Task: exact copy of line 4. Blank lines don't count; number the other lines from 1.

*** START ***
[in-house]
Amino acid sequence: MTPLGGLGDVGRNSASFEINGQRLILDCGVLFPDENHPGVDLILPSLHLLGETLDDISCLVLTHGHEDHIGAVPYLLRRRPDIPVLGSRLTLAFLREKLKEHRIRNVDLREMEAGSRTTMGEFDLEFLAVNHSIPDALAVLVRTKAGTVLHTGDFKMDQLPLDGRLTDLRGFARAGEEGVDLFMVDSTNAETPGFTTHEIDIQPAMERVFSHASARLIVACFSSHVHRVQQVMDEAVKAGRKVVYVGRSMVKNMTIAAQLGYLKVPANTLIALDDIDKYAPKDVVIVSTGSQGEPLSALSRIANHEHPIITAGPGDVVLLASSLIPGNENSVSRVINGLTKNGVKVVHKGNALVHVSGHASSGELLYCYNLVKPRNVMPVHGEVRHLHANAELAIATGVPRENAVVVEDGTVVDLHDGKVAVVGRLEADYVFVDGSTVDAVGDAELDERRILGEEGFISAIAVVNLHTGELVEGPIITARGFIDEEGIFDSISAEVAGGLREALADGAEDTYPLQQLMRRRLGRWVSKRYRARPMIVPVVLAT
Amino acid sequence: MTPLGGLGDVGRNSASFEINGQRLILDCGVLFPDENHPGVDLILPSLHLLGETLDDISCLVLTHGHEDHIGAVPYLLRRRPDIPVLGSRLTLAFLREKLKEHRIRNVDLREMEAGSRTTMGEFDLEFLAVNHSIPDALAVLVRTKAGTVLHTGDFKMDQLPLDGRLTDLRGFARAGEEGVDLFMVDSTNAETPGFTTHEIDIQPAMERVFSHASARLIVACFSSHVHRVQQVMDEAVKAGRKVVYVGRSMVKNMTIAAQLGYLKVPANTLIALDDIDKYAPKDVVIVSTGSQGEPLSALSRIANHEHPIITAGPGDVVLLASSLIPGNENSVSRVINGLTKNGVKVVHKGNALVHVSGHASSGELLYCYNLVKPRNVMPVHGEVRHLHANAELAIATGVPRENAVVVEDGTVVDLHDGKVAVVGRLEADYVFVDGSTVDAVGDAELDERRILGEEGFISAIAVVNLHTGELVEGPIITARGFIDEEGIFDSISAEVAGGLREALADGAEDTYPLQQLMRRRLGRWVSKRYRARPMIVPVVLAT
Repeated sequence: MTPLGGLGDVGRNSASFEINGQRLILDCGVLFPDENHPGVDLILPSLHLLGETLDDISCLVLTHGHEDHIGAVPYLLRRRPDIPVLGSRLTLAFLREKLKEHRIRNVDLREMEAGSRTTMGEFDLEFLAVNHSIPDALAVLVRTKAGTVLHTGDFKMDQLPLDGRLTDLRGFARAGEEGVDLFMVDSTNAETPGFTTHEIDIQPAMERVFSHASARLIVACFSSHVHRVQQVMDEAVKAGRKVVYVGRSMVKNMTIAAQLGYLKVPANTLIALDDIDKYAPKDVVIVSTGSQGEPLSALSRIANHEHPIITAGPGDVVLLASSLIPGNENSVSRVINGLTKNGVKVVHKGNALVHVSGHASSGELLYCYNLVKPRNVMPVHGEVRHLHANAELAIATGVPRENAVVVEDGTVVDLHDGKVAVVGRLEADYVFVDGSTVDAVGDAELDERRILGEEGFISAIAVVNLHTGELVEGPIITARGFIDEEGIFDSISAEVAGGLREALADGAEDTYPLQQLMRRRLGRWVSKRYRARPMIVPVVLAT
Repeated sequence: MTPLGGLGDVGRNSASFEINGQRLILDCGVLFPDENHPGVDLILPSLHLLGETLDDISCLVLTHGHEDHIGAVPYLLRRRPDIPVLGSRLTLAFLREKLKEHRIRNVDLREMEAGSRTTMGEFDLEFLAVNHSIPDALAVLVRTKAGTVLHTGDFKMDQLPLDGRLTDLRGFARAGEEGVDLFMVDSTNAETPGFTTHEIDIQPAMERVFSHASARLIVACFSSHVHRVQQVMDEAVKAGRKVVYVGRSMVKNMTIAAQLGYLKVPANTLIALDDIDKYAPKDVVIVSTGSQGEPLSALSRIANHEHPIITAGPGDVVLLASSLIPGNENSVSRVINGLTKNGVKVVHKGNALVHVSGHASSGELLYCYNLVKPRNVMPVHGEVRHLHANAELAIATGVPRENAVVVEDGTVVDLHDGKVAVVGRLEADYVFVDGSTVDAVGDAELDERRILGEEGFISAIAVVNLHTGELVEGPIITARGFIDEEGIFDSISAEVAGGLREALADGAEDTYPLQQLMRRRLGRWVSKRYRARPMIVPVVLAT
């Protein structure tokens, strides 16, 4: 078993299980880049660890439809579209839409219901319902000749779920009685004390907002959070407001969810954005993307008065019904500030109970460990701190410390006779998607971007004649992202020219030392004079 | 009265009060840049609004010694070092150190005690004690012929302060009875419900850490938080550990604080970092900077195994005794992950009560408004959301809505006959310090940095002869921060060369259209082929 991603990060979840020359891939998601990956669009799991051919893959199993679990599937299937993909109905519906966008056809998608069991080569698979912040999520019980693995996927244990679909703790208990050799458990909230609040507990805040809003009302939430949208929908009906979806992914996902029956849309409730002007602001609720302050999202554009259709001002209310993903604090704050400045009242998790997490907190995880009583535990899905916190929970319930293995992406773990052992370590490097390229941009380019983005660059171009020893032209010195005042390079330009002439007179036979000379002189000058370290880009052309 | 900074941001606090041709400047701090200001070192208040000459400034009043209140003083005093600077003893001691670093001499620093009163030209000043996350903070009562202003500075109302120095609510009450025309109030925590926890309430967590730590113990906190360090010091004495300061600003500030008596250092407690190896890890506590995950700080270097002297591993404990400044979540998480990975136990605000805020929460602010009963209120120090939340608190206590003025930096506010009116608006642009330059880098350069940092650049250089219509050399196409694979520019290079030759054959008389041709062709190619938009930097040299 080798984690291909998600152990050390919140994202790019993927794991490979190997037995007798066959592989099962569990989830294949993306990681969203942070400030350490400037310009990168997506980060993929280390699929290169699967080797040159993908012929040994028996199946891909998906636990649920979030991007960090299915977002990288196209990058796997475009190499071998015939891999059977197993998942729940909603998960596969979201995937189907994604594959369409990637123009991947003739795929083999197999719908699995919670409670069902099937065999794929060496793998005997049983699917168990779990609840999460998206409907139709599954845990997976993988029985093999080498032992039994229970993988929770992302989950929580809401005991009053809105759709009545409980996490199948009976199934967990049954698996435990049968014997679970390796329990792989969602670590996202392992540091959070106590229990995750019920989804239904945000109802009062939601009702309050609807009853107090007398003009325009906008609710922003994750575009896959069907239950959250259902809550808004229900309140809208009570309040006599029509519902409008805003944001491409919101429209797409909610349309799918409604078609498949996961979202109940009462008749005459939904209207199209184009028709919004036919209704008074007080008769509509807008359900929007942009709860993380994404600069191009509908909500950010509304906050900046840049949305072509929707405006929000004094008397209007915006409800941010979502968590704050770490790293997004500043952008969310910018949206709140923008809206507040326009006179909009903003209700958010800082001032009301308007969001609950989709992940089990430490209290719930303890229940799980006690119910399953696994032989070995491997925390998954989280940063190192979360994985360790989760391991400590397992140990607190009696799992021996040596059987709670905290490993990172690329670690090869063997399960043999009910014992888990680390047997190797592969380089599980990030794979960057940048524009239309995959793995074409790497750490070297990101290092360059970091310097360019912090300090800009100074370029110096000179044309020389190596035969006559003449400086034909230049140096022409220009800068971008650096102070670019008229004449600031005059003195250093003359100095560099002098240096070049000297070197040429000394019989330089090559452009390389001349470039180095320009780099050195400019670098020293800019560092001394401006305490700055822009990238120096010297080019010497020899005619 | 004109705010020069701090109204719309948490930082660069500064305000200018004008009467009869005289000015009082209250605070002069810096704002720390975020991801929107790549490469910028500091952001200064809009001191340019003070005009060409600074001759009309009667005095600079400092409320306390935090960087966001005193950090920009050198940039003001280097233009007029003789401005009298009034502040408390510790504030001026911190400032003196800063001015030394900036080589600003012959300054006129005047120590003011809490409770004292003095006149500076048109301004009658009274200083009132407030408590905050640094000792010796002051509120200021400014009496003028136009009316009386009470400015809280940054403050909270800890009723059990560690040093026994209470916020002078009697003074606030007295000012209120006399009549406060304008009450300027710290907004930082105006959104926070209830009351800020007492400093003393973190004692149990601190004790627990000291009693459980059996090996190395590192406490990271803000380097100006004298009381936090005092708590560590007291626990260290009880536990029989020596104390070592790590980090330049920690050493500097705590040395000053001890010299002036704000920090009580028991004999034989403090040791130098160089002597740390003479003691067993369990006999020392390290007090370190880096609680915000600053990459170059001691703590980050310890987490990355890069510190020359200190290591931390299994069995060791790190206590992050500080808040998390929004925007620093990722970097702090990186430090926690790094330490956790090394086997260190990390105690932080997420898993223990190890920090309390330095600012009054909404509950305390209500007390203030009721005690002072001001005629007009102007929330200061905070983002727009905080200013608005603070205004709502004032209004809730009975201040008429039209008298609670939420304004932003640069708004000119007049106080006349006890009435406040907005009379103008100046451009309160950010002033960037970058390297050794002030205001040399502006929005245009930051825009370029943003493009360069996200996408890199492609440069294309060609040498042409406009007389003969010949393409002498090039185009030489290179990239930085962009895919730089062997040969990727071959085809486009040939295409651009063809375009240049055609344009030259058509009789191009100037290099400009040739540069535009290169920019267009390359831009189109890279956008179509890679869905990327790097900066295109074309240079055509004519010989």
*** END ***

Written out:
Repeated sequence: MTPLGGLGDVGRNSASFEINGQRLILDCGVLFPDENHPGVDLILPSLHLLGETLDDISCLVLTHGHEDHIGAVPYLLRRRPDIPVLGSRLTLAFLREKLKEHRIRNVDLREMEAGSRTTMGEFDLEFLAVNHSIPDALAVLVRTKAGTVLHTGDFKMDQLPLDGRLTDLRGFARAGEEGVDLFMVDSTNAETPGFTTHEIDIQPAMERVFSHASARLIVACFSSHVHRVQQVMDEAVKAGRKVVYVGRSMVKNMTIAAQLGYLKVPANTLIALDDIDKYAPKDVVIVSTGSQGEPLSALSRIANHEHPIITAGPGDVVLLASSLIPGNENSVSRVINGLTKNGVKVVHKGNALVHVSGHASSGELLYCYNLVKPRNVMPVHGEVRHLHANAELAIATGVPRENAVVVEDGTVVDLHDGKVAVVGRLEADYVFVDGSTVDAVGDAELDERRILGEEGFISAIAVVNLHTGELVEGPIITARGFIDEEGIFDSISAEVAGGLREALADGAEDTYPLQQLMRRRLGRWVSKRYRARPMIVPVVLAT